“Once he’s done . . . he’ll look for me. Once he’s done . . .” I say to myself over and over.

The words weave into my prayers as I clench my teeth in fear and shake under the dining room table.

Before my escape here, before he tore his belt from the loops of his pants, before my sister told him what he did wasn’t good enough, we were waiting for dinner. I don’t understand how his daughters, only wanting to eat something we like, made him explode.

As I sit in the blue vinyl booth in our kitchen and my sister in my mother’s chair, even I can hear his silent screams; wretched, twisted, and in such despair.

“How come he’s mad at us?” I whisper to Jenise. “What did we do?”

“Shh,” she says to me, putting her anger to her lips.

It’s as if sparks are igniting around him, irritating his skin. A red, angry, face takes the place of the genius I once admired him to be. Tonight, he paces, walking the floor, back and forth. His silent explosions are loud.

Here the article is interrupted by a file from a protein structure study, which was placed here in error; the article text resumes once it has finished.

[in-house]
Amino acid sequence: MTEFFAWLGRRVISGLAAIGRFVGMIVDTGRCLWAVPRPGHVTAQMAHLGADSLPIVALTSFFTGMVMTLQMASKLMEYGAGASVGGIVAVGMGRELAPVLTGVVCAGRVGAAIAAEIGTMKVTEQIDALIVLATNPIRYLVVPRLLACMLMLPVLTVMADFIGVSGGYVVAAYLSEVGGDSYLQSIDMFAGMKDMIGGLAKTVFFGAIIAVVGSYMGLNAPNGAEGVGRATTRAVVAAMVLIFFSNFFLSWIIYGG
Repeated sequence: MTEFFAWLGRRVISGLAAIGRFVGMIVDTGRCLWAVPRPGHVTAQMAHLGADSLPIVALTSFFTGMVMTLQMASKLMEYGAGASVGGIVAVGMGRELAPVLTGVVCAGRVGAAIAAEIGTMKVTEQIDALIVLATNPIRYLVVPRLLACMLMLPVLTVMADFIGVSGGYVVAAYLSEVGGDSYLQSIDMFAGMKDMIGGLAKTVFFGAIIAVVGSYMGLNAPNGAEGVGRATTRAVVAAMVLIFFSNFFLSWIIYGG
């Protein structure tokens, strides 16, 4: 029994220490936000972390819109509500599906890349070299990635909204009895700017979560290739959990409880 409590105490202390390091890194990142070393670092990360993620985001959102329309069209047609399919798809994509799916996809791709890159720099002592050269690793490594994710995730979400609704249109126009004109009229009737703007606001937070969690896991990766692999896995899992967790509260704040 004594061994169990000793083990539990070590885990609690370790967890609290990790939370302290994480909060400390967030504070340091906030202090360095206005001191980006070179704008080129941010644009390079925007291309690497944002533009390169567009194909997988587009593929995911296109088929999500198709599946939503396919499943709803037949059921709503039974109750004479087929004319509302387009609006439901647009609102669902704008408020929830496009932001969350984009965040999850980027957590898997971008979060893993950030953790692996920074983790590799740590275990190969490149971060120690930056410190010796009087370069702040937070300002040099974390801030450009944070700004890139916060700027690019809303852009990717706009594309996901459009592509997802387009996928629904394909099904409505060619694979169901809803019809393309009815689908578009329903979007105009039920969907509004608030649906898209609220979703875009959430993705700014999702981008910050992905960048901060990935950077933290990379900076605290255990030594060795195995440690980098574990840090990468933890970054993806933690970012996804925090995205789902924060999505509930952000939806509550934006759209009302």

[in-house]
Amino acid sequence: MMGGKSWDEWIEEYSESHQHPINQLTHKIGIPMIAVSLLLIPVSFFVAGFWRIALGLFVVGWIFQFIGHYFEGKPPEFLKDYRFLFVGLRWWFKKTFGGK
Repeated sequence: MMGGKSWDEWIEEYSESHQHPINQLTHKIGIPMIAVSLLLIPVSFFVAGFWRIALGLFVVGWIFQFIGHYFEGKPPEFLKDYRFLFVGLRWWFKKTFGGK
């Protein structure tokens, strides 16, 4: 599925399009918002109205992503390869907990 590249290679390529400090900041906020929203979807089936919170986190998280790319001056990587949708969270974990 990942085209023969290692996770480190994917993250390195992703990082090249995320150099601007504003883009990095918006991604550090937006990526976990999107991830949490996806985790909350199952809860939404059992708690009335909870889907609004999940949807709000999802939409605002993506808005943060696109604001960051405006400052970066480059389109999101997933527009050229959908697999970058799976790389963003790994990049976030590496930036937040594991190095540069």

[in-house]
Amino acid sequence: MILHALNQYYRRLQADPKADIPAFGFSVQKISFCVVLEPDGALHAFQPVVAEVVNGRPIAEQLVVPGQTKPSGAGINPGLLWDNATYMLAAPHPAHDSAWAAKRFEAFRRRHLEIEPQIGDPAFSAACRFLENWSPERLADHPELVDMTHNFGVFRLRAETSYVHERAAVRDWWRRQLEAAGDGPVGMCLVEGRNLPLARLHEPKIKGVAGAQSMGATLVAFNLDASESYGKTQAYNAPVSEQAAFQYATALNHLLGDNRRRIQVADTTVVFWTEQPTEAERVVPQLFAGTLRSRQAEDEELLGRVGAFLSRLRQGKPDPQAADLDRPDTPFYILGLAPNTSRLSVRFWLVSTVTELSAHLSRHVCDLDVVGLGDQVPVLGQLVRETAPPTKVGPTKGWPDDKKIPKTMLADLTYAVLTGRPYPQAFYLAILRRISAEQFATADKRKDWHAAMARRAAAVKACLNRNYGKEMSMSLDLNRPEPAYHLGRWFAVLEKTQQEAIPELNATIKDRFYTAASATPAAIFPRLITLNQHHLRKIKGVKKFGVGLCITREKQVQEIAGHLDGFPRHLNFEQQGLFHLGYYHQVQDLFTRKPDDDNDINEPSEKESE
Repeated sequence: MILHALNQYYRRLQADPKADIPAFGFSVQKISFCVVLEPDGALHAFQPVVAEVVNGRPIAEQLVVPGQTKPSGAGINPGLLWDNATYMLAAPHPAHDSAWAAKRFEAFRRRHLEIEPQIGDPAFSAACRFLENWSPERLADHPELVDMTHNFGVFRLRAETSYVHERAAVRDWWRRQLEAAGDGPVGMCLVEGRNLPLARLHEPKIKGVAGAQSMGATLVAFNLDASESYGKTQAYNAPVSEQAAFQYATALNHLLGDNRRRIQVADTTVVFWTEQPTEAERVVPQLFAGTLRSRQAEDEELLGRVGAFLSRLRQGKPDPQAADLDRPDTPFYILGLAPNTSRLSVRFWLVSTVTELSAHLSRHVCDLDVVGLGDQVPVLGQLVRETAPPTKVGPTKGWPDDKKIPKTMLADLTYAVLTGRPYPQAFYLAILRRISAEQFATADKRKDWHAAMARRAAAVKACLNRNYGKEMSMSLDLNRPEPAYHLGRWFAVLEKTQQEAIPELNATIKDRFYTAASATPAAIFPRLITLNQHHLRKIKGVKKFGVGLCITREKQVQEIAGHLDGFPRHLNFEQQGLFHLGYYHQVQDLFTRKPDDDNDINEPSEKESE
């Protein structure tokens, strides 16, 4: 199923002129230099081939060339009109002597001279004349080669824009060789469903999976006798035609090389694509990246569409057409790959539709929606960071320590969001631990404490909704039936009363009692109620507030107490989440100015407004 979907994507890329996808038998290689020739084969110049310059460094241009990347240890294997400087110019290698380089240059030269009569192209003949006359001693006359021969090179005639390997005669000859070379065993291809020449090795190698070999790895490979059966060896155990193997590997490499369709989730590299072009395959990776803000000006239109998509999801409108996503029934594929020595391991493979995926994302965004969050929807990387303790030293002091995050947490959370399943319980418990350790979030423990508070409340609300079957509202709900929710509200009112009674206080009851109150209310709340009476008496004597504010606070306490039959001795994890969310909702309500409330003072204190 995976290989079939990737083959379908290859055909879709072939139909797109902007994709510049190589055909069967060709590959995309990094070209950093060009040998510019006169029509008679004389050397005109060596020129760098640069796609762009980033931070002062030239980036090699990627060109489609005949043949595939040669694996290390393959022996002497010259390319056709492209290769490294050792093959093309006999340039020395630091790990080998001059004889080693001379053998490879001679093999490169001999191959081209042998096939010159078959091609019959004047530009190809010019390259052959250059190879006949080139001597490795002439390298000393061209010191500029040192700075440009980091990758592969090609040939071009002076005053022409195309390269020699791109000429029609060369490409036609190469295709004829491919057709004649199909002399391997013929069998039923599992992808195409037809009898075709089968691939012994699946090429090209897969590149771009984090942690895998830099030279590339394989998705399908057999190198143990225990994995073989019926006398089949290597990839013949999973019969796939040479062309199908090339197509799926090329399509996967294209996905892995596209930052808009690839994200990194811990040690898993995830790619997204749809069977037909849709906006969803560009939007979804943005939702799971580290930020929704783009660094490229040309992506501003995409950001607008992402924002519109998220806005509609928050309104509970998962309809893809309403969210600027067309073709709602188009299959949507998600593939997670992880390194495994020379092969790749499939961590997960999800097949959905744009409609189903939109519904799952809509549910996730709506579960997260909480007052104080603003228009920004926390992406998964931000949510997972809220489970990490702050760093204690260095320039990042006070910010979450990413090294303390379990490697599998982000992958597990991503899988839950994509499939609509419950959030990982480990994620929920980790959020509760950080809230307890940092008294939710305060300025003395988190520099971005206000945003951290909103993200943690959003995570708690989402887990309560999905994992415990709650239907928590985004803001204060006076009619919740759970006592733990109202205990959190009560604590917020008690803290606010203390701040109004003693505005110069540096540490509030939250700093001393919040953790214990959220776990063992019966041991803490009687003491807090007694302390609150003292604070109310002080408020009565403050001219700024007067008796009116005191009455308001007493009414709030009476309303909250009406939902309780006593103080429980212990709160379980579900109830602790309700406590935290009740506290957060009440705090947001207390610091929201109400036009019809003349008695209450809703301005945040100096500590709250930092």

Does he only care about his whiskey now?

Why won’t he choose us over his bottle?

How come he won’t stop?

Sometimes I feel like we’re all pushed to the edge of going crazy. I’m taken over with the thought, “We’re in his way, and he hates us for it! Oh, God, our father hates us.”

Jenise and I make faces when our dad opens a can of creamed corn to serve us for dinner. He doesn’t care that this is the one food my sister and I hate more than anything.

I can see leftovers in the refrigerator and other cans of food stacked in the cupboard we like, but it doesn’t matter. It feels like we could’ve been given garbage to eat if that was the nearest and easiest thing for him to grab.